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BOOK REVIEW: ‘Leaving Van Gogh’
While Carol Wallace was researching her masters thesis in art history in 2005, she came across the name of Dr. Paul Gachet, a French physician who specialized in diseases of the nerves and mental illnesses at the end of the 19th century. One of his patients was the painter, Vincent Van Gogh.
In her novel, “Leaving Van Gogh,” Miss Wallace tells the story of Van Goghs last months in the summer of 1890, when he was a patient of Dr. Gachet. It is through the doctor’s eyes and heart that the anguish and passion of the painter are explored.
Dr. Gachet was a widower in his sixties, living with his daughter, son and housekeeper in Auvers-sur-Oise, a small village “nestle* along the bank of the Oise northwest of Paris. The town fits into a narrow band between the river and a high chalk plateau. … The plateau is planted with wheat, and the fields along the river are a patchwork of peas, asparagus, and grapevines.”
The doctor commuted by train to his Paris practice a few days each week. His treatment of the mentally ill was more compassionate than that of his colleagues, at a time when little was known about the workings of the mind. Dr. Gachet had studied painting as a boy and continued to paint as an adult. Many of his friends were artists. He owned a collection of paintings by Van Gogh, Cezanne, Sisley, Monet and Renoir.
Theo van Gogh, Vincent’s younger brother, visited Dr. Gachet and requested that he take Vincent, who had returned to Paris from his time in an asylum in the south of France, as a patient. It was during his time in the asylum that Vincent had cut off his ear.
Gachet agreed, but he was not prepared for Vincent’s physical state, a man with “blue eyes, fair skin, and reddish hair,” pronounced cheekbones, and skin that was “rough and uneven, as though it had been ruined by sun or by poor nutrition” Gachet was struck by Vincent’s alertness, how he “could see him looking. It was as if his eyes had a special sensitivity.”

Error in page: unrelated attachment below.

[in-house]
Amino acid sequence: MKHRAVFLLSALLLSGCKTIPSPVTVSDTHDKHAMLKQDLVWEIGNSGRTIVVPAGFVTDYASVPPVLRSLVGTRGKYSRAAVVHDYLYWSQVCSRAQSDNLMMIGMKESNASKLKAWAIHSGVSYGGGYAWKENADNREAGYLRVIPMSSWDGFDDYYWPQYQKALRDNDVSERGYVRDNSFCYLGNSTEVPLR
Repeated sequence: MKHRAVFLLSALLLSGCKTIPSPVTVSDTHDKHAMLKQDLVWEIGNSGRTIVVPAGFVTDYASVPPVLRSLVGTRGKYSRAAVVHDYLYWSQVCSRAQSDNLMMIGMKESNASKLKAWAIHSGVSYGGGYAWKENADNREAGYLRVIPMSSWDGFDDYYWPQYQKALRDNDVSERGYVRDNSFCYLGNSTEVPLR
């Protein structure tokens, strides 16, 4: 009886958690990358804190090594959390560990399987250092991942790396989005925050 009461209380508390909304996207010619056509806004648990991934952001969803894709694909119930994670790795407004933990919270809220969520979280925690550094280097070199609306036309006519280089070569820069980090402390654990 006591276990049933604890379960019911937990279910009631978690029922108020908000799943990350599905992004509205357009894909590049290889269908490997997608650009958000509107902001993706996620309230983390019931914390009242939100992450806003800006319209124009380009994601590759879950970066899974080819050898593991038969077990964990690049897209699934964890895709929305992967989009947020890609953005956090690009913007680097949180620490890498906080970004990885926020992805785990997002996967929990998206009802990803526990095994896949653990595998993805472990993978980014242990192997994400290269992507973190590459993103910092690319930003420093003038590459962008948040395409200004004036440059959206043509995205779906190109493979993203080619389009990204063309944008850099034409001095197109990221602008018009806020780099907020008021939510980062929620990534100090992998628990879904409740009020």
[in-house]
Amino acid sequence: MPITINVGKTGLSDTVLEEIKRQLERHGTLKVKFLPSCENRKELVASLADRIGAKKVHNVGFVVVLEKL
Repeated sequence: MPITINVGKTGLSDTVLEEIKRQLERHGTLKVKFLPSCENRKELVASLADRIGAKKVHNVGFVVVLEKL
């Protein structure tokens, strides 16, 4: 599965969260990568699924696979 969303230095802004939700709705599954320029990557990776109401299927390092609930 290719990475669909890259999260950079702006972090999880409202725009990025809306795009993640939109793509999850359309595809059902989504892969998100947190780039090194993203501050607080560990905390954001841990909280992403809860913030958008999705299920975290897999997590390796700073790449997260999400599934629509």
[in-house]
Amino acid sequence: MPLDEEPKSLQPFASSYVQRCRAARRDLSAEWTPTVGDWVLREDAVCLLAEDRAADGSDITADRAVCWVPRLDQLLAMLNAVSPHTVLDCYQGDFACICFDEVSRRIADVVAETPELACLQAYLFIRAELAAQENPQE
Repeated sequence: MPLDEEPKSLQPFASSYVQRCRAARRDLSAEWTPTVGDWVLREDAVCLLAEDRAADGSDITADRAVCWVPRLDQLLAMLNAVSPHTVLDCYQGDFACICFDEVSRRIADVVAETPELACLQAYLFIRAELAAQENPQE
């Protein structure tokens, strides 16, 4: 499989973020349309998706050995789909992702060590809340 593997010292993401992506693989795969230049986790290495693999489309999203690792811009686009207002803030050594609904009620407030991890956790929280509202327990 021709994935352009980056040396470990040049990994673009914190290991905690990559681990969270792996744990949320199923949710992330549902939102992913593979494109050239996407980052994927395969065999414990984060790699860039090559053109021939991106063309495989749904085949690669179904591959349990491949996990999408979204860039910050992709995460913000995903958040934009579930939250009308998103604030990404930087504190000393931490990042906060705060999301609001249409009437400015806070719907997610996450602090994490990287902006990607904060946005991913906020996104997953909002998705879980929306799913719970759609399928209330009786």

Vincent explained to the doctor how unhappy and afraid he had been, how he had done “terrible things,” things of which he had no memory. He described the “enormous stars, the crickets, the warm air like a current of water, the sense of all the tiny creatures of the night moving around you.” In Paris, he “felt like a little moth, or a tamarisk leaf. Buffeted. So much movement, so much noise, and all of it human!” Overwhelmed by the city, Vincent found relief in moving into a humble room above a tavern in Auvers.
Vincent spent his days in Auvers painting the wheat fields, the flowers, and portraits of locals, as well as of Dr. Gachet and his daughter, works now familiar to art lovers the world over.
“‘I believe that, with color, I can capture a more enduring truth, he said. ‘Something more in the nature of a dream, that has a truth of its own that may be different from what we experience every day.’”
“[H]e could not be deterred by discomfort or fatigue or discouragement. When a painting did not please him, he thought of another way to approach the subject. … His speed reflected a kind of hunger to make the beauty all around him his own. …[H]e applied the paint in waves or dashes or thick swirling rosettes. Sometimes he would cover a background with a kind of woven effect, painstakingly applied.”
As the summer wore on, the cause of the painter’s illness eluded Dr. Gachet and he realized he could not cure his patient. He also was aware that Vincents brother, Theo, Vincent’s sole source of support, was dying of syphilis. Vincents isolation and despair increased until he was unable to paint.
He told Gachet that “‘It has always seemed to me that if I could only paint, my life, all the difficulties, would be redeemed. I painted, and trusted that someday my work would be understood. … Painting was my one escape. I have tried not to pity myself, though my life has been hard. If I cannot paint, there must be an end to it. There is no reason for me to draw breath.’”
No longer able to paint, he did indeed put “an end to it.”
“Leaving Van Gogh,” however is about more than the artist’s last months. It offers a fascinating look at the treatment of mental illness in the 19th century, when melancholia or epilepsy were the principal diagnoses. Dr. Gachet had worked at Salpetriere, the hospital for female mental patients in Paris. Little was done for the women incarcerated there. There are bizarre moments, such as the ball attended by the inmates, the doctors and nurses, art students and the public, a vision comparable to a Bunuel surrealist dream.
By John R. Bolton
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